(10) “Theogony” means “birth of the gods.”
(11) Herodotus. The History, op. cit. Book 2, Lines 54 thru 58.
(12) sator (sower), satur (gorged) Larousse Encyclopedia of Mythology. p. 219 also Time
(13) Macrobius The Saturnalia, Book I
(14) Kronos vs. chronos The Mythic Roots of Time.
(15) KRONIA GROUP
(16) The Society for Interdisciplinary Studies
(17) The Revision of Ancient History
(18) Cosmos & Chronos
(19) Astral Religions and Planetary Gods
(20) Quantavolution and Catastrophe
(22) Astronomy & Cosmology in Collision with Reality
(23) Messages from the thread “Night – No Saturn – No Eight – No Night; A conundrum”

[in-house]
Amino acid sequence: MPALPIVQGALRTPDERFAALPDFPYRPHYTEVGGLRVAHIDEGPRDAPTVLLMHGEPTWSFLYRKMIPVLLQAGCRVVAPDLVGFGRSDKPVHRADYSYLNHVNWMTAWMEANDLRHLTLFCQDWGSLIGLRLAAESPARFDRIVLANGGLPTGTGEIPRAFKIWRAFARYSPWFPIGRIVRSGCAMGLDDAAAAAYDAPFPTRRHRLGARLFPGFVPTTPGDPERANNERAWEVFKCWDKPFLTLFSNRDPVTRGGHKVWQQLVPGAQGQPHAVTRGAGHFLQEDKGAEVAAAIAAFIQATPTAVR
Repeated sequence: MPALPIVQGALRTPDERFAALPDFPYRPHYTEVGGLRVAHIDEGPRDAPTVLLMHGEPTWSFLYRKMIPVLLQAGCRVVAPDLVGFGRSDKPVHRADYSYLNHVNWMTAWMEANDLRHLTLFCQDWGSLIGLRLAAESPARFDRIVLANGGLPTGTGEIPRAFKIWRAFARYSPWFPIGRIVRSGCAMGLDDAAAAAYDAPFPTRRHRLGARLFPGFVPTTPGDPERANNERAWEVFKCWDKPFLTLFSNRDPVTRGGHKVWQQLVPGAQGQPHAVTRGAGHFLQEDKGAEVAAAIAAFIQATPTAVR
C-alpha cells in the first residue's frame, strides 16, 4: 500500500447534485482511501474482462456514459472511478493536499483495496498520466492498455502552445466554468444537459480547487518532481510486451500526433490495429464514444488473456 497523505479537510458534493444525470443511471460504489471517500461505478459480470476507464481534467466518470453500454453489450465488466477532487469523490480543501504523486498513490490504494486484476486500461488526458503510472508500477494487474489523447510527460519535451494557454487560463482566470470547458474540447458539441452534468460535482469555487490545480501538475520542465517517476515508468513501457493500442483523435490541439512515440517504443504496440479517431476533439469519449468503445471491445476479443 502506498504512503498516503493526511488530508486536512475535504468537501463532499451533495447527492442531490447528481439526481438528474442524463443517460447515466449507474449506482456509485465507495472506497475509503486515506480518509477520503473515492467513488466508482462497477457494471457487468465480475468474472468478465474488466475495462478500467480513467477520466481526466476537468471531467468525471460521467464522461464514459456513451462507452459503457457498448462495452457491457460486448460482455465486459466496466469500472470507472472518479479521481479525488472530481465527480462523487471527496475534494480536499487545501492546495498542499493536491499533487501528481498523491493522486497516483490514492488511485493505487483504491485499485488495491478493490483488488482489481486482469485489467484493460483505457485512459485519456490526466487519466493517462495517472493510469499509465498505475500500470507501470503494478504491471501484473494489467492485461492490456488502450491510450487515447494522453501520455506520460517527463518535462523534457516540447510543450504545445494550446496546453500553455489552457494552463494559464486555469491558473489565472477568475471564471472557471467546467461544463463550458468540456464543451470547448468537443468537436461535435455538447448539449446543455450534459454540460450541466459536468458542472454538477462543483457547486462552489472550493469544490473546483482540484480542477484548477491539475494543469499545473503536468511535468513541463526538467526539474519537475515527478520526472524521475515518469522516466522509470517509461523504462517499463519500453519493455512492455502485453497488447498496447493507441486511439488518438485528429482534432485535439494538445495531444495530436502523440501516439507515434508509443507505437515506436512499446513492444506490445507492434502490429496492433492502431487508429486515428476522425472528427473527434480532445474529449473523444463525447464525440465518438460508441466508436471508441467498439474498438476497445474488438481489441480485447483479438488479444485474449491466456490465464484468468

(24) Ovid. Fasti, op. cit. Book 5, Lines 625-628.
(25) Ovid. Fasti, op. cit. Book 1, Lines 233-240.
Like Romans in the middle of the 5th century B.C., some Greek states also made use of an intercalary month every second year at that time. 1 Here’s a quote from Herodotus, “the father of history:”
“I put the boundary of human life at seventy years. These seventy years have twenty-five thousand two hundred days, not counting the intercalary month; but if every other year be lengthened by a month so that the seasons come out right, these intercalary months in seventy years will be thirty-five, and the days for these months ten hundred and fifty. So that all the days of a man’s life are twenty-six thousand two hundred and fifty…” 2
Herodotus’ statement above is deciphered on the right. It indicates that during his lifetime (mid 5th century B.C.) the Greek calendar with which Herodotus was familiar had 12 months of 30 days each plus an intercalary month, also of 30 days, added every second year.